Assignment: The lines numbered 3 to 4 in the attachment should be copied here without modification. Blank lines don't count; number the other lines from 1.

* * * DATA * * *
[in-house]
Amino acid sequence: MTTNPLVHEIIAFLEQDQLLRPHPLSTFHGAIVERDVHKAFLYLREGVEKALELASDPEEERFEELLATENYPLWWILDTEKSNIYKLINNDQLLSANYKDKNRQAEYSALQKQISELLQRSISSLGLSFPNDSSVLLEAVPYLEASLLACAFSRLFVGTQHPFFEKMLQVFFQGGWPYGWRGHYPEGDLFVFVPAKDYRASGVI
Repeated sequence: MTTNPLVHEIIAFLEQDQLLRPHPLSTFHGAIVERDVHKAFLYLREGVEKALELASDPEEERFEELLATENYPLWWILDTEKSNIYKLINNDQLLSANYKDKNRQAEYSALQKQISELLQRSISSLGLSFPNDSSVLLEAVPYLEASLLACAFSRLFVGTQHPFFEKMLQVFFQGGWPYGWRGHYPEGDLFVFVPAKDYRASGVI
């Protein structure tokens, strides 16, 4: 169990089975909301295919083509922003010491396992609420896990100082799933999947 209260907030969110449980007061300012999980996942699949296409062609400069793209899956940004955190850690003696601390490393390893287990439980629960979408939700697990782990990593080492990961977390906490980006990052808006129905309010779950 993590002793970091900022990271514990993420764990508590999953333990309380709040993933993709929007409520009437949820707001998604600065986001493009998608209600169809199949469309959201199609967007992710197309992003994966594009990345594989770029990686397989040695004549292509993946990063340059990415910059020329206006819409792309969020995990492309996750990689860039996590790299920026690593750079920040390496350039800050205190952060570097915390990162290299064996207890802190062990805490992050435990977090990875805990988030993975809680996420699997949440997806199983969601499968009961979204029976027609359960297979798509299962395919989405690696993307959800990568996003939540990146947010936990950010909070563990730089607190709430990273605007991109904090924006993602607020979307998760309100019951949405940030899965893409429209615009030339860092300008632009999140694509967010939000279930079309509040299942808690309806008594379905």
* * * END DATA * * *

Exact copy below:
Repeated sequence: MTTNPLVHEIIAFLEQDQLLRPHPLSTFHGAIVERDVHKAFLYLREGVEKALELASDPEEERFEELLATENYPLWWILDTEKSNIYKLINNDQLLSANYKDKNRQAEYSALQKQISELLQRSISSLGLSFPNDSSVLLEAVPYLEASLLACAFSRLFVGTQHPFFEKMLQVFFQGGWPYGWRGHYPEGDLFVFVPAKDYRASGVI
């Protein structure tokens, strides 16, 4: 169990089975909301295919083509922003010491396992609420896990100082799933999947 209260907030969110449980007061300012999980996942699949296409062609400069793209899956940004955190850690003696601390490393390893287990439980629960979408939700697990782990990593080492990961977390906490980006990052808006129905309010779950 993590002793970091900022990271514990993420764990508590999953333990309380709040993933993709929007409520009437949820707001998604600065986001493009998608209600169809199949469309959201199609967007992710197309992003994966594009990345594989770029990686397989040695004549292509993946990063340059990415910059020329206006819409792309969020995990492309996750990689860039996590790299920026690593750079920040390496350039800050205190952060570097915390990162290299064996207890802190062990805490992050435990977090990875805990988030993975809680996420699997949440997806199983969601499968009961979204029976027609359960297979798509299962395919989405690696993307959800990568996003939540990146947010936990950010909070563990730089607190709430990273605007991109904090924006993602607020979307998760309100019951949405940030899965893409429209615009030339860092300008632009999140694509967010939000279930079309509040299942808690309806008594379905």